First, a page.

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A New Remote Guided Method for Supervised Web-Based Cognitive Testing to Ensure High Quality Data

Published version
Peer-reviewed

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Authors

Leong, Victoria 
Raheel, Kausar 
Sim, Jia Yi 
Kacker, Kriti 
Karlaftis, Vasilis M 

Abstract

Background. The global COVID-19 pandemic has triggered a fundamental reexamination of how human psychological research can be conducted both safely and robustly in a new era of digital working and physical distancing. Online web-based testing has risen to the fore as a promising solution for rapid mass collection of cognitive data without requiring human contact. However, a long-standing debate exists over the data quality and validity of web-based studies. Here, we examine the opportunities and challenges afforded by the societal shift toward web-based testing, highlight an urgent need to establish a standard data quality assurance framework for online studies, and develop and validate a new supervised online testing methodology, remote guided testing (RGT). Methods. A total of 85 healthy young adults were tested on 10 cognitive tasks assessing executive functioning (flexibility, memory and inhibition) and learning. Tasks were administered either face-to-face in the laboratory (N=41) or online using remote guided testing (N=44), delivered using identical web-based platforms (CANTAB, Inquisit and i-ABC). Data quality was assessed using detailed trial-level measures (missed trials, outlying and excluded responses, response times), as well as overall task performance measures. Results. The results indicated that, across all measures of data quality and performance, RGT data was statistically-equivalent to data collected in person in the lab. Moreover, RGT participants out-performed the lab group on measured verbal intelligence, which could reflect test environment differences, including possible effects of mask-wearing on communication. Conclusions. These data suggest that the RGT methodology could help to ameliorate concerns regarding online data quality and - particularly for studies involving high-risk or rare cohorts - offer an alternative for collecting high-quality human cognitive data without requiring in-person physical attendance.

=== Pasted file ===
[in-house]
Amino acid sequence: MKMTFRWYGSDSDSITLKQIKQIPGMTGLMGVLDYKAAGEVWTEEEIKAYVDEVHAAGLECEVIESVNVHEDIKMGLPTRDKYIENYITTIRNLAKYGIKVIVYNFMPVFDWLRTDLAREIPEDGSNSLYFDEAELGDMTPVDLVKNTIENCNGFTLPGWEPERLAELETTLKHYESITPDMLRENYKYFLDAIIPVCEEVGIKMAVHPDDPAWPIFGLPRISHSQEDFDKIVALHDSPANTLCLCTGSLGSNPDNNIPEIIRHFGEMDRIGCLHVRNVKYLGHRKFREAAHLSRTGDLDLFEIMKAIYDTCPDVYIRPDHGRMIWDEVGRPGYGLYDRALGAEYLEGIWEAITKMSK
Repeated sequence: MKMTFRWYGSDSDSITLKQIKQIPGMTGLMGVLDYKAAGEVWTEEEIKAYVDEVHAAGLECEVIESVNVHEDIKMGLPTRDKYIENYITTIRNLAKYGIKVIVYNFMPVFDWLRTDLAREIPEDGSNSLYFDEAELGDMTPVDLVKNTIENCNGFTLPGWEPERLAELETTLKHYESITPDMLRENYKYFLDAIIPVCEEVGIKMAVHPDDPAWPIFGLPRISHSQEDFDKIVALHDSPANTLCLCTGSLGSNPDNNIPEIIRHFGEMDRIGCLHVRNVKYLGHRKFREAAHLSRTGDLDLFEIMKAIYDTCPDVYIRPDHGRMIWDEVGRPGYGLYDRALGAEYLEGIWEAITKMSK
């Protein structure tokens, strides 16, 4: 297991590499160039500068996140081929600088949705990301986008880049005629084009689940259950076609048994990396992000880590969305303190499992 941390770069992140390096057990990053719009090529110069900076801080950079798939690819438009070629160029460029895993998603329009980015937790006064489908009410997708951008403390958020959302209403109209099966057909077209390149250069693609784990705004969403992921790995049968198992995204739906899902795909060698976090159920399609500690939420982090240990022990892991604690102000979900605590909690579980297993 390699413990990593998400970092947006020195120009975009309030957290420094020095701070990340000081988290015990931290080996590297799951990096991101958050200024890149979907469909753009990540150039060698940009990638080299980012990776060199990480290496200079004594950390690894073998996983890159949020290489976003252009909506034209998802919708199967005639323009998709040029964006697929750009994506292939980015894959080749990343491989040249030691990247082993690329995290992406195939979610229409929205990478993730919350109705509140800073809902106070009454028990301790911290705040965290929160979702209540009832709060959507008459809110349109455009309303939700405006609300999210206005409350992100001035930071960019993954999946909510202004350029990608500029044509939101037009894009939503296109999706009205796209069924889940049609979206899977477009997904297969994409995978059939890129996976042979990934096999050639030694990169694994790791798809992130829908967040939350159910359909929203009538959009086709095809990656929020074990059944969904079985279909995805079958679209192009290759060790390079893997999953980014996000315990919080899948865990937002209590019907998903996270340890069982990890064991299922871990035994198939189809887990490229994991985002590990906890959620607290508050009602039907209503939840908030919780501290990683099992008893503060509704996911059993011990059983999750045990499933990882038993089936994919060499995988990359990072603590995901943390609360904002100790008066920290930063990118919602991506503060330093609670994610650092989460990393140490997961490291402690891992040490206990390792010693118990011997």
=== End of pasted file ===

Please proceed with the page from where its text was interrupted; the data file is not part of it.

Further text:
Description

Keywords

COVID-19, executive functions, learning, neurocognitive assessment, web-based testing, COVID-19, Humans, Internet, Neuropsychological Tests, Pandemics, SARS-CoV-2, Young Adult

Journal Title

Journal of Medical Internet Research

Conference Name

Journal ISSN

1438-8871
1438-8871

Volume Title

Publisher

JMIR Publications Inc.
Sponsorship
European Commission (290011)
Wellcome Trust (205067/Z/16/Z)
National Research Foundation Singapore (via Cambridge Centre for Advanced Research and Education in Singapore (CARES)) (NRF-CLIC)
Biotechnology and Biological Sciences Research Council (BB/P021255/1)
European Commission Horizon 2020 (H2020) Marie Sk?odowska-Curie actions (765121)
European Commission Horizon 2020 (H2020) Marie Sk?odowska-Curie actions (840271)
Biotechnology and Biological Sciences Research Council (H012508 and BB/P021255/1). Wellcome Trust (205067/Z/16/Z).